Obviously, the most important settlement consideration to the plaintiff in a personal injury case is his/her net recovery. Therefore, the plaintiff’s attorney must understand the role of the various parties who make a claim against the settlement proceeds. The plaintiff’s net recovery is enhanced by proper handling of these claims. In addition, the plaintiff must be aware of the potential consequences of not handling these claims correctly.
Subrogation arises between an insurer and its insured, allowing the insurer to recover payments against the person who caused the loss. Subrogation “allows an insurer who has fully compensated the insured to step into the shoes of the insured and collect what it has paid from the wrongdoer.” Amica Mut. Ins. Co. of Ariz. v. Maloney, 120 N.M. 523, 527, 903 P.2d 834, 838 (1995). Subrogation arises “by operation of law.” Safeco Ins. Co. of America v. U.S. Fid. & Guar. Co., 101 N.M. 148, 149, 679 P.2d 816, 817 (1995). Subrogation also arises in the suretyship context. See NM State Highway & Transp. Dep’t v. Gulf Ins. Co., 2000-NMCA-007, ¶11, 128 N.M. 634, 996 P.2d 424.
New Mexico has applied subrogation principles only in disputes involving insurers. Gulf Insurance Co. v. Cottone, 2006-NMCA-150, ¶11, 140 N.M. 728, 148 P.3d 814. Cottone arose from a chain reaction auto accident. A person injured in the accident sued (only) a driver, insured by Gulf Insurance Co. Gulf then sought reimbursement from others allegedly at fault for the accident. Gulf argued it became subrogated to the claims of the injured party when it settled with her. The court rejected this attempt to expand the concept of subrogation, which traditionally has been limited to insurance companies that had paid their own insureds. The reasons for this rejection were (1) the doctrine of comparative fault meant that Gulf had only paid damages by which its insured was responsible and, therefore, had no claim against the other parties, (2) New Mexico does not allow an assignment of personal injury claims, and (3) the release signed by the injured party did not release anyone other than Gulf’s insured.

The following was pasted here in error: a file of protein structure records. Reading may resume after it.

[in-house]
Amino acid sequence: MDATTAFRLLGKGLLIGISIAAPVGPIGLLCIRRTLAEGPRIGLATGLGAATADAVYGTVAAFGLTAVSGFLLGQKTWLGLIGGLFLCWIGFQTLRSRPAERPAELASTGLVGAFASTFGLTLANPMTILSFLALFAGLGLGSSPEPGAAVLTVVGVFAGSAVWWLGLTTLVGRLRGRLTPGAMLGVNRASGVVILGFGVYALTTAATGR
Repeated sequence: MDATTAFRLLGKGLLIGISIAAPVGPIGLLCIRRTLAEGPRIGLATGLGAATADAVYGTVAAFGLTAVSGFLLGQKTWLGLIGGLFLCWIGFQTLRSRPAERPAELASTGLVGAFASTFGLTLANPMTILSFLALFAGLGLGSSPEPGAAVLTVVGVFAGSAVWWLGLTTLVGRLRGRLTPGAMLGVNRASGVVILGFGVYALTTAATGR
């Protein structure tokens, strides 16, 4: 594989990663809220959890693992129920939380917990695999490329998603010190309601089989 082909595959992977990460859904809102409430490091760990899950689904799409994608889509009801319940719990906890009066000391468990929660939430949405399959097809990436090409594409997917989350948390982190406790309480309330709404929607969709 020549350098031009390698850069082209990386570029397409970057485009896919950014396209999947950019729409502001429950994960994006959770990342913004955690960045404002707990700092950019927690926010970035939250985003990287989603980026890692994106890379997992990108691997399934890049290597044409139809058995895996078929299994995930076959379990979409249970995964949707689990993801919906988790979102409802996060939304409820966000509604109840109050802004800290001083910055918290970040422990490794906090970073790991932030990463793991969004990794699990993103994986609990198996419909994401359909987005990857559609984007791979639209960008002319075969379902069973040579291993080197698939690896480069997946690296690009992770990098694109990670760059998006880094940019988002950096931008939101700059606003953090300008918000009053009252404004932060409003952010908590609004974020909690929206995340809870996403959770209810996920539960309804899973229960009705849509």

An insurance company providing uninsured or underinsured motorist coverage is entitled to reimbursement out of the proceeds of any recovery which might be obtained from the person(s) responsible for the accident (the “tortfeasors”). See NMAC, Dept. of Insurance Regulations, §18.104.22.168.2. The company also has a subrogation right, and may sue the uninsured tortfeasor to recover any amounts it may have paid. Id, §22.214.171.124.4. The insured must cooperate in any subrogation suit brought by the carrier, and the carrier could compel joinder of an uncooperative insured to serve as an “involuntary plaintiff.” §126.96.36.199.11.
Special considerations apply in workers compensation cases. If the employer paid the premiums for the uninsured motorist coverage, reimbursement is handled normally. See Section 52-5-17C. (As a practical matter, most employers have figured out that they can opt not to have uninsured motorist coverage to cover their employees.) On the other hand, if the worker pays the premiums of the uninsured motorist coverage, the employee is not required to reimburse the workers’ compensation carrier. Id. Moreover, this subsection does not entitle the UM carrier to a credit or offset for the amount of workers’ compensation benefit paid to the worker. Mountain States Mut. Cas. Co. v. Vigil, 1996-NMCA-062, 121 N.M. 812, 918 P.2d 728.